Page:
This article explains why the traditional model of the theory of social choice misrepresents reality, it cannot lead to acceptable methods of ranking and electing in any case, and a more realistic model leads inevitably to one method of ranking and electing—majority judgment—that best meets the traditional criteria of what constitutes a good method.
|Date of creation:||18 Nov 2010|
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- Michel Balinski & Rida Laraki, 2007. "Election by Majority Judgement: Experimental Evidence," Working Papers hal-00243076, HAL.
- Balinski, Michel & Jennings, Andrew & Laraki, Rida, 2009.
"Monotonic incompatibility between electing and ranking,"
Elsevier, vol. 105(2), pages 145-147, November.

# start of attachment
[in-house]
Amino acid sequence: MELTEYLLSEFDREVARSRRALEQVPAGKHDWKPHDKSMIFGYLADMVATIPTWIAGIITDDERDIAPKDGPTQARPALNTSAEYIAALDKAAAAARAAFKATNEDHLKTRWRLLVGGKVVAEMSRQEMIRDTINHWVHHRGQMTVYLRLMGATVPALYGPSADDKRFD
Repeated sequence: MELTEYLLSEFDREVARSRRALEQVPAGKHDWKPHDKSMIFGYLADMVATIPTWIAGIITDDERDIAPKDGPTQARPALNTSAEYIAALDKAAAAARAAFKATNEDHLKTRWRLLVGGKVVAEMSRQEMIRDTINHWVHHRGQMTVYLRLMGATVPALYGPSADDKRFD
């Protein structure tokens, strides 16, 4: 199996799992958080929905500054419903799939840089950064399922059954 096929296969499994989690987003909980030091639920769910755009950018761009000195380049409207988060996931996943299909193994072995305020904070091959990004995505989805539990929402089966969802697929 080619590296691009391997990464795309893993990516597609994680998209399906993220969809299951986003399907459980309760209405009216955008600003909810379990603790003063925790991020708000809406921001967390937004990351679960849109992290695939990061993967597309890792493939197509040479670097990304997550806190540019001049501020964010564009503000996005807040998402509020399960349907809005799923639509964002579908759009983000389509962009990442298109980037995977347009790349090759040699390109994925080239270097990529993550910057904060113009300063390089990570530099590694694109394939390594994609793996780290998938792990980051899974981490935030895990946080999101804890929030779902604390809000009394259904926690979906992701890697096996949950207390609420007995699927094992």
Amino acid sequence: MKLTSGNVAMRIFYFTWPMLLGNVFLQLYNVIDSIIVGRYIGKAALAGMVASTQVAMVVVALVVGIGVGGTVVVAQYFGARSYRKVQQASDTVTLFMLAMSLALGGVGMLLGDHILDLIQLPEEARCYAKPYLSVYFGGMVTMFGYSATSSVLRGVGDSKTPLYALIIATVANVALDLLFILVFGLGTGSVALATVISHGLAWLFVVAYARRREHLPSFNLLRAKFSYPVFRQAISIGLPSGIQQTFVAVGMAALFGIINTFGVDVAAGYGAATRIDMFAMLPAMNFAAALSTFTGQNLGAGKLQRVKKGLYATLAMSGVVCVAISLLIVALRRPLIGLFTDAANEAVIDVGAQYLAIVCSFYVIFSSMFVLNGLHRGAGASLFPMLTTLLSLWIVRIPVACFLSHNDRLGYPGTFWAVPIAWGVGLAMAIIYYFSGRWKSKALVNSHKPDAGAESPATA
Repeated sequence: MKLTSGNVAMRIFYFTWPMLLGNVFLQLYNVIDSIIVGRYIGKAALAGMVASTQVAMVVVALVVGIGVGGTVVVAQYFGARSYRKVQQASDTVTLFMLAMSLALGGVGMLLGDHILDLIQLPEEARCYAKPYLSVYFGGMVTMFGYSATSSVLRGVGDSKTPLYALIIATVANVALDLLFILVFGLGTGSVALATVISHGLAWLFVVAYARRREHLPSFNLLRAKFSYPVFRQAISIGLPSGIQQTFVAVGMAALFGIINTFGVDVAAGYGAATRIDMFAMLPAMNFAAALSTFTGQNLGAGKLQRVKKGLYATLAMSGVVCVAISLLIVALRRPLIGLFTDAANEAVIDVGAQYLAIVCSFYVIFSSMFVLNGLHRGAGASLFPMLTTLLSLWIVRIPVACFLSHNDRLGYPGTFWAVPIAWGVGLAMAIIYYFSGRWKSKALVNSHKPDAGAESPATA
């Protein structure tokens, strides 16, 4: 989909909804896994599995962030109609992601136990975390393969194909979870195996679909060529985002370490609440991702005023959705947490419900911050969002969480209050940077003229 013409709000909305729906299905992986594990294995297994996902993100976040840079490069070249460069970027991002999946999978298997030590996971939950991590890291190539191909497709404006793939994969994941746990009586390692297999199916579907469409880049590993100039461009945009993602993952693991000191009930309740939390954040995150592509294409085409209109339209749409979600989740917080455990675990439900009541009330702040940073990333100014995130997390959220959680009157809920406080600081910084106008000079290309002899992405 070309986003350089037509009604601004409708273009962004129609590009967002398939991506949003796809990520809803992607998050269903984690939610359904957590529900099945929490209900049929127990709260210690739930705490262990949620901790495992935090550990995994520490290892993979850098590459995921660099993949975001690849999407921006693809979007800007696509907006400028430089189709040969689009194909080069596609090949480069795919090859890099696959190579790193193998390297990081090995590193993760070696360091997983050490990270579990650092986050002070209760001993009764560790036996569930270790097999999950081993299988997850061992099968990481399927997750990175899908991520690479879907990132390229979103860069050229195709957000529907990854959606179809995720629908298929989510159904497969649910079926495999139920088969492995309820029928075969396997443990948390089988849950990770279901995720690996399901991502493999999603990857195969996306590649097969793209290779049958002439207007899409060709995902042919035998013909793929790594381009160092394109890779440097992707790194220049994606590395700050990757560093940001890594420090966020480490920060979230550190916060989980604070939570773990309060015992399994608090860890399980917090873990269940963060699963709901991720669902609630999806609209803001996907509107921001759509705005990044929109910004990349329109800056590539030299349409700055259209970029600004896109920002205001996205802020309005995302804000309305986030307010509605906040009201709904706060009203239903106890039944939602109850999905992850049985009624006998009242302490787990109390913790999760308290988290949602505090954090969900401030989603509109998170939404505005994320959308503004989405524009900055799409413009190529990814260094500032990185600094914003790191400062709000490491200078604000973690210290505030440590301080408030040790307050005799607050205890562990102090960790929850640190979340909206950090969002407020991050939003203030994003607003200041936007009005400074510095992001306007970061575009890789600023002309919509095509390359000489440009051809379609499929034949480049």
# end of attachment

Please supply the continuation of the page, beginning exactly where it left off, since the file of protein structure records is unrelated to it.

- Michel Balinski & Andrew Jennings & Rida Laraki, 2008. "Monotonic Incompatibility Between Electing and Ranking," Working Papers hal-00339030, HAL.
- Eric Zitzewitz, 2006. "Nationalism in Winter Sports Judging and Its Lessons for Organizational Decision Making," Journal of Economics & Management Strategy, Wiley Blackwell, vol. 15(1), pages 67-99, 03.
- Zitzewitz, Eric, 2002. "Nationalism in Winter Sports Judging and Its Lessons for Organizational Decision Making," Research Papers 1796, Stanford University, Graduate School of Business.
- Hammond, Peter J, 1976. "Equity, Arrow's Conditions, and Rawls' Difference Principle," Econometrica, Econometric Society, vol. 44(4), pages 793-804, July.
- Michel Balinski & Rida Laraki, 2006. "A Theory of Measuring, Electing and Ranking," Working Papers hal-00243040, HAL. Full references (including those not matched with items on IDEAS)
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